Electronic cigarette vapor alters the lateral structure but not tensiometric properties of calf lung surfactant
Published on: 17 November 2017
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Respiratory Research is recruiting two new Editors-in-Chief.
Induced and spontaneous sputum sampling are techniques used to study lung inflammation and microbes and are less invasive alternatives to a bronchoscopy. But can choice between these two sampling techniques impact researchers’ conclusions when examining a patient’s lungs? Solveig Tangedal, lead author of new research published in Respiratory Research exploring this issue, tells us more.
Published on: 17 November 2017
Published on: 14 November 2017
Published on: 13 November 2017
Letter to the Editor
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Respiratory Research publishes high-quality clinical and basic research, review and commentary articles on all aspects of respiratory medicine and related diseases.
As the leading fully open access journal in the field, Respiratory Research provides an essential resource for pulmonologists, allergists, immunologists and other physicians, researchers, healthcare workers and medical students with worldwide dissemination of articles resulting in high visibility and generating international discussion.
Alaina Ammit, University of Technology Sydney, Australia
Robert Bals, Saarland University, Germany
Francesco Blasi, University of Milan, Italy
Arnaud Bourdin, University of Montpellier, France
Mario Cazzola, Antonio Cardarelli Hospital, Italy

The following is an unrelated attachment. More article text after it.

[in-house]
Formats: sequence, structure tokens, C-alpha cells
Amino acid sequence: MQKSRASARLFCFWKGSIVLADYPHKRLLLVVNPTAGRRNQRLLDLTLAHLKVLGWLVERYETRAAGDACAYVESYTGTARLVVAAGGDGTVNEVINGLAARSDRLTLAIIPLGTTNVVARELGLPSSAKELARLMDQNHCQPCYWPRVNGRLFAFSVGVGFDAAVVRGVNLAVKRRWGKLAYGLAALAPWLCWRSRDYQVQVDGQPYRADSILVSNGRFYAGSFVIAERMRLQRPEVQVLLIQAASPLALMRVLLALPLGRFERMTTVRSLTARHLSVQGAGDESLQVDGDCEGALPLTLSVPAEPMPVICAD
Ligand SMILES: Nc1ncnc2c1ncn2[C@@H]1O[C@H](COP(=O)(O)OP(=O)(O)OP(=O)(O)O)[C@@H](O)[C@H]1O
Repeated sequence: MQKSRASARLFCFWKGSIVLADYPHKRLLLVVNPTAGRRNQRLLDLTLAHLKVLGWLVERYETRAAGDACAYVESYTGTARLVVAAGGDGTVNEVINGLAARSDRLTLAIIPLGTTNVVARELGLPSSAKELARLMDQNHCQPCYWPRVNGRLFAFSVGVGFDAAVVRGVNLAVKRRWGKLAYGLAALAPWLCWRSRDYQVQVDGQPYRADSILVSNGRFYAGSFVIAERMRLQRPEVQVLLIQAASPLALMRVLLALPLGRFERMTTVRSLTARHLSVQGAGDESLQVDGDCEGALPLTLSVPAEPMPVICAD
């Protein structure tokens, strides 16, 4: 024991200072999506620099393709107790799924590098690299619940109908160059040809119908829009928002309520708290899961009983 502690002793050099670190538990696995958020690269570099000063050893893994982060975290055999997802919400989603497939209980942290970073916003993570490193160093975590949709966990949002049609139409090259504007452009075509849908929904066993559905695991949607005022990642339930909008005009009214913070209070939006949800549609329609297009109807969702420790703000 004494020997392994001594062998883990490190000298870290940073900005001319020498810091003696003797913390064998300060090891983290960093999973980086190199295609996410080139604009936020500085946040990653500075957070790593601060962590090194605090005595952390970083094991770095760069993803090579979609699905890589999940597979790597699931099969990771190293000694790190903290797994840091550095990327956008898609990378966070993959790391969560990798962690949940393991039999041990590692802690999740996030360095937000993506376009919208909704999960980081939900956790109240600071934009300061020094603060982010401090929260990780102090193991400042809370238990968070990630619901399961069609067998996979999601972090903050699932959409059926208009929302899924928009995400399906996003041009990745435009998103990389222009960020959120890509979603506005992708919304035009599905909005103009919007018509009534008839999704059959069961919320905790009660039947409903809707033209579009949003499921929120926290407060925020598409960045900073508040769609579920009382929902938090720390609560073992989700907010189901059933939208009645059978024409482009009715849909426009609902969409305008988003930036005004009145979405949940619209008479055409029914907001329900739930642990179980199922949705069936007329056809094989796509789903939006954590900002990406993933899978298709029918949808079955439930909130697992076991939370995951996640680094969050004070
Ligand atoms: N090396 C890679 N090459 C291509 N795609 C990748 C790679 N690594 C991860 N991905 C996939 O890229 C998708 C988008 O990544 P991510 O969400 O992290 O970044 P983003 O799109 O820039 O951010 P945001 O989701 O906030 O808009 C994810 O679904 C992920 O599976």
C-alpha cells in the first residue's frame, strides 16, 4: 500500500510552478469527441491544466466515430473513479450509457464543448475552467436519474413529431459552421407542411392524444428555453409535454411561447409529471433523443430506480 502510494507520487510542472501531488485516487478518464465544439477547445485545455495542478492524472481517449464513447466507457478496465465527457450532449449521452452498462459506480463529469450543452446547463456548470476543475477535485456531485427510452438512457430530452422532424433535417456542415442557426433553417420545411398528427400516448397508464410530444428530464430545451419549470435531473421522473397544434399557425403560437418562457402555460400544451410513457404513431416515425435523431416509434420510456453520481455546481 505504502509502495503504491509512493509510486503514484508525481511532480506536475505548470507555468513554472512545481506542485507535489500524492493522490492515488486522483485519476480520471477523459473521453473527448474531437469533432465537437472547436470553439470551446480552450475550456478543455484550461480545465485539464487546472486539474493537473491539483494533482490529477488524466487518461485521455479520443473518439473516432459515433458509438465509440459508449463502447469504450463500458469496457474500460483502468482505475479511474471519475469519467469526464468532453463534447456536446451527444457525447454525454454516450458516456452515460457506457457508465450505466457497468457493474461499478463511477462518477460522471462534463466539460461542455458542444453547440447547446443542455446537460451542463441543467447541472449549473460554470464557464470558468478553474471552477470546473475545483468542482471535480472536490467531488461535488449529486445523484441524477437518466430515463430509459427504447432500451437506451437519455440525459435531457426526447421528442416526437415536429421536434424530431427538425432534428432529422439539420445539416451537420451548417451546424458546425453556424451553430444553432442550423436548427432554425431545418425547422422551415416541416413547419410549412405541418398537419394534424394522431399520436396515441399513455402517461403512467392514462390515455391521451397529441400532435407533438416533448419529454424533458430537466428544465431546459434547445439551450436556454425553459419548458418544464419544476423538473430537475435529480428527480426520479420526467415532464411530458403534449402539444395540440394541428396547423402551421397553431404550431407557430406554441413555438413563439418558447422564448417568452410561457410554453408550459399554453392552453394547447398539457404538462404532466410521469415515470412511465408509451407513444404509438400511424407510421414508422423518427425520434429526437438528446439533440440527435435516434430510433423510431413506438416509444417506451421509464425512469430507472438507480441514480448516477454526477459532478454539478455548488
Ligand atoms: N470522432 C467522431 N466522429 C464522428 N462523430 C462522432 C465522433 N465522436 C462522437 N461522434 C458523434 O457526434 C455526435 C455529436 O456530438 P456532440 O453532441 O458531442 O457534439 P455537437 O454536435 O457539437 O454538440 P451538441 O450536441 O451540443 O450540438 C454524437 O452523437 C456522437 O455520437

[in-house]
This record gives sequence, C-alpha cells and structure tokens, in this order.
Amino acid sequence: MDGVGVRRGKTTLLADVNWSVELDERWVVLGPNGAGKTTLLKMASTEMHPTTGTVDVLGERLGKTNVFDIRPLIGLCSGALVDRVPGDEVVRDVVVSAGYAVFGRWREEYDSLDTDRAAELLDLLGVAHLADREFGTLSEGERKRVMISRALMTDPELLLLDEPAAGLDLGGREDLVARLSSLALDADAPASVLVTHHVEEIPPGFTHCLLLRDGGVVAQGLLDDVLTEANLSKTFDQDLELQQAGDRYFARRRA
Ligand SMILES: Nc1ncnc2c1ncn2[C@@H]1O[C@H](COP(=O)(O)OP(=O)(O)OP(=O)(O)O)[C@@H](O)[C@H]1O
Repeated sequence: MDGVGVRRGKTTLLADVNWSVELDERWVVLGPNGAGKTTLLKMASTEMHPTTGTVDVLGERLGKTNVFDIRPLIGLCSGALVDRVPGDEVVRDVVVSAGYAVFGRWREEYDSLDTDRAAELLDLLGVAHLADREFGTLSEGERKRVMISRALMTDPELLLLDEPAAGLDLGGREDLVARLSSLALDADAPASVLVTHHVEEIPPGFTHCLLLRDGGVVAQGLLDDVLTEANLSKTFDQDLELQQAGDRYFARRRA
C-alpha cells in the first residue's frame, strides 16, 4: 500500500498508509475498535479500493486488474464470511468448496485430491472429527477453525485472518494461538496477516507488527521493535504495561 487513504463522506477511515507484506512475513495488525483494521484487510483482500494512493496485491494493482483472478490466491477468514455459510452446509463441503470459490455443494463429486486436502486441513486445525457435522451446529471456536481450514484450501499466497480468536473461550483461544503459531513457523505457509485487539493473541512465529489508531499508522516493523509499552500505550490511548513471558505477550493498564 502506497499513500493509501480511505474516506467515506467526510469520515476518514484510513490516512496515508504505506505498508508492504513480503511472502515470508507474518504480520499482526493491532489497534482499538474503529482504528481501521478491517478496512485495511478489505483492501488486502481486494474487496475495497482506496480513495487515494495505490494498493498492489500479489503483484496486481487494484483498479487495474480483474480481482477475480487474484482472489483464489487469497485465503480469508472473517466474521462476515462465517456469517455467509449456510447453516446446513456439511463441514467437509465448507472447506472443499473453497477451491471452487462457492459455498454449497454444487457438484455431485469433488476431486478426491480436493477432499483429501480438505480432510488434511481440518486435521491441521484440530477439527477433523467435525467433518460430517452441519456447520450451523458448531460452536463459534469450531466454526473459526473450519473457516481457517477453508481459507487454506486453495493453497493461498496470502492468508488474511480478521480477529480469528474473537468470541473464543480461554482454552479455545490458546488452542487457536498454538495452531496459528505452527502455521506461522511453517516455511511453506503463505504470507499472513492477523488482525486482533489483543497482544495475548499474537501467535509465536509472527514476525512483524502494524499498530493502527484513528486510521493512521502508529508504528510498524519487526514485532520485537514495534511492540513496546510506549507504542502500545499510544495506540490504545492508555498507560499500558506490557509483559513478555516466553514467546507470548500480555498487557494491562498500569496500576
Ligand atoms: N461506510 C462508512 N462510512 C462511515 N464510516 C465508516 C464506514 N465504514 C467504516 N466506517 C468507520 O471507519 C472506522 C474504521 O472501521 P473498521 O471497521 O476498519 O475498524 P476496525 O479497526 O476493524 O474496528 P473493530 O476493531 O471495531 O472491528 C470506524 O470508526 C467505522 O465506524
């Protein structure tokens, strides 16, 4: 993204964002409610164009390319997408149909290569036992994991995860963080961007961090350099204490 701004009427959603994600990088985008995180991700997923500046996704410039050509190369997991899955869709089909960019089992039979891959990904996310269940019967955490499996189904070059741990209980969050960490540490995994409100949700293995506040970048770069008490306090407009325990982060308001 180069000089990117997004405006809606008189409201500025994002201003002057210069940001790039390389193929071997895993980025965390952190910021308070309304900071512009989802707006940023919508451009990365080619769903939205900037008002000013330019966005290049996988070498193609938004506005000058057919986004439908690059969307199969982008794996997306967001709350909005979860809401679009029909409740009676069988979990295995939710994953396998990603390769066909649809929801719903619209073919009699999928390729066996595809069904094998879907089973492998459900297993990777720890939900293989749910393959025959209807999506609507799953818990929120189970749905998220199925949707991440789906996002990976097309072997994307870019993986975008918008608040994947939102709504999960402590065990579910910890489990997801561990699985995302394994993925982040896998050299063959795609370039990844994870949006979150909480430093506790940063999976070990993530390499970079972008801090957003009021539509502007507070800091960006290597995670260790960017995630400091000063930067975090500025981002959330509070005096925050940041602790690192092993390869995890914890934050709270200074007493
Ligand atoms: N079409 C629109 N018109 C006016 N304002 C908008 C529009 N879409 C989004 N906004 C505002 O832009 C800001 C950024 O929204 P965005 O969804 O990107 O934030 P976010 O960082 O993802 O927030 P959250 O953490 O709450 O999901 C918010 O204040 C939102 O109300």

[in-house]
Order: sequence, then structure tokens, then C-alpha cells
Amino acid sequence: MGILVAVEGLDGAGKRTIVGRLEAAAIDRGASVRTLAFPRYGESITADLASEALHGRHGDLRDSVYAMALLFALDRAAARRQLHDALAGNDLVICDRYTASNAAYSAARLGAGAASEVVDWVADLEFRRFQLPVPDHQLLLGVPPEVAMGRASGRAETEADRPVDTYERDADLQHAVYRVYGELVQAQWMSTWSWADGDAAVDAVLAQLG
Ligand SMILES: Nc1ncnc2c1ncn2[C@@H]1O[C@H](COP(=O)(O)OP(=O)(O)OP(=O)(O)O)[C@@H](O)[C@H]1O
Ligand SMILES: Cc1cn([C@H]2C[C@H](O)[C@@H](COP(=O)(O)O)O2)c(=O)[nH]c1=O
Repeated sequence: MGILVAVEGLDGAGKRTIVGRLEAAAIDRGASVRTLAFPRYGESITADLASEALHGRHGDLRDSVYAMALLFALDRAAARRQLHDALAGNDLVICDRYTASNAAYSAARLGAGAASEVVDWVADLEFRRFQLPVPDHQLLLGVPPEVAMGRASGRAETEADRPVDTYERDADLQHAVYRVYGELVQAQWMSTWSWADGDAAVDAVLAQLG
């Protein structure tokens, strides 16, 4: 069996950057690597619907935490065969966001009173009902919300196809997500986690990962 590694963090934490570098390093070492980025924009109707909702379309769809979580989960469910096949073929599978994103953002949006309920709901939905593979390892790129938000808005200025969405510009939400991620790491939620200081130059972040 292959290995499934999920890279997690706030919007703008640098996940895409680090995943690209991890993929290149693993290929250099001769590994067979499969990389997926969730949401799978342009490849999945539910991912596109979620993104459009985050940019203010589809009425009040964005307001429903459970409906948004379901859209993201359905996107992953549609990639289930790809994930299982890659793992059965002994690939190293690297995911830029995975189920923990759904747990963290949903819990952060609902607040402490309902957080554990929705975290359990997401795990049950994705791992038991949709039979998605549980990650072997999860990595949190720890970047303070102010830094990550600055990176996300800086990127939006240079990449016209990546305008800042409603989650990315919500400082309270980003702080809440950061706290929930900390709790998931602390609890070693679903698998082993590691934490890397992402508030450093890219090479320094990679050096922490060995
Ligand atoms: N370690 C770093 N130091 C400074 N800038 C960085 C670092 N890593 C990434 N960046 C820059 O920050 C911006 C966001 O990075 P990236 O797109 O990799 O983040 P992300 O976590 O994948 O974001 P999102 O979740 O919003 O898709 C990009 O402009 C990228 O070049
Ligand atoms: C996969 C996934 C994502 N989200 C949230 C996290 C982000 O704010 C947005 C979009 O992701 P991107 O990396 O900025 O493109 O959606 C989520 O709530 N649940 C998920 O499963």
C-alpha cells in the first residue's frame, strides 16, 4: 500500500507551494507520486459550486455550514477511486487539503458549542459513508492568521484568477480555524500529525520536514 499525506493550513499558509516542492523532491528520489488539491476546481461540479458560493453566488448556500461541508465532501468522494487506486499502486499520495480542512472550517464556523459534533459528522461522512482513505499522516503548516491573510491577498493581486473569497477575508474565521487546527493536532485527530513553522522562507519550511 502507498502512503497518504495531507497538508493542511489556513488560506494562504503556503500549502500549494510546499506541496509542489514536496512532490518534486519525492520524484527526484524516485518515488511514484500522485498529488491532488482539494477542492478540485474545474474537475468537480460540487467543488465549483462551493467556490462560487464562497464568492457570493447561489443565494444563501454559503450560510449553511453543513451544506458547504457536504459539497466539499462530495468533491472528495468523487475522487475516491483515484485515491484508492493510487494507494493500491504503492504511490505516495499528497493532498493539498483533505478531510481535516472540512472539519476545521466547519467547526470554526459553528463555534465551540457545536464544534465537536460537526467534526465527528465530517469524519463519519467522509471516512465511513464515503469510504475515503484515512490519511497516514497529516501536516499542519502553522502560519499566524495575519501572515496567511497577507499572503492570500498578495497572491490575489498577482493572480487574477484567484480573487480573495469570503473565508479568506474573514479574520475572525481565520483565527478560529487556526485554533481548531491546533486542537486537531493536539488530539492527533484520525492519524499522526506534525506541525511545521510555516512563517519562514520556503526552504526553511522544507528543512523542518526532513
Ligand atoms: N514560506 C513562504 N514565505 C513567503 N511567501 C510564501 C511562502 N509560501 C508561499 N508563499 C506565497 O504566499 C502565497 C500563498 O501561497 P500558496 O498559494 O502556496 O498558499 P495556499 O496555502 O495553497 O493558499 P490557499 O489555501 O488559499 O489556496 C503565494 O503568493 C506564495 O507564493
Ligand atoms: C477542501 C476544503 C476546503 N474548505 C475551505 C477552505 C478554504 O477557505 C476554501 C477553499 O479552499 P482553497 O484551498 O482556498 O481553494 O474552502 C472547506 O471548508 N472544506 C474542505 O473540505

Bruno Crestani, Bichat Hospital, France
Jeanine D'Armiento, Columbia University College of Physicians and Surgeons, USA
Massimo Di Maio, University of Turin, Italy
Louise Donnelly, Imperial College London, UK
Hiromasa Inoue, Kagoshima University, Japan
Victor Kim, Temple University School of Medicine, USA
Victor Laubach, University of Virginia, USA
Stylianos Orfanos, National and Kapodistrian University of Athens, Greece
Stephen Peters, Wake Forest University Health Sciences, USA
YS Prakash, Mayo Clinic, USA
Sundeep Salvi, Chest Research Foundation, India
Dale D Tang, Albany Medical College, USA
Johan Verbraecken, Antwerp University Hospital, Belgium
The dynamic actin cytoskeleton spatially and temporally regulates protrusion, adhesions, contraction, and retraction from the cell front to the rear. Recent studies suggest that intermediate filaments undergo reorganization during migration, which coordinates focal adhesion dynamics, cell contraction, and nucleus rigidity. This review recapitulates our current knowledge how the three cytoskeletal systems spatially and temporally modulate the migratory properties of cells.
Professor at the Department of Internal Medicine, and Chairman of the Krefting Research Centre at the University of Gothenburg.
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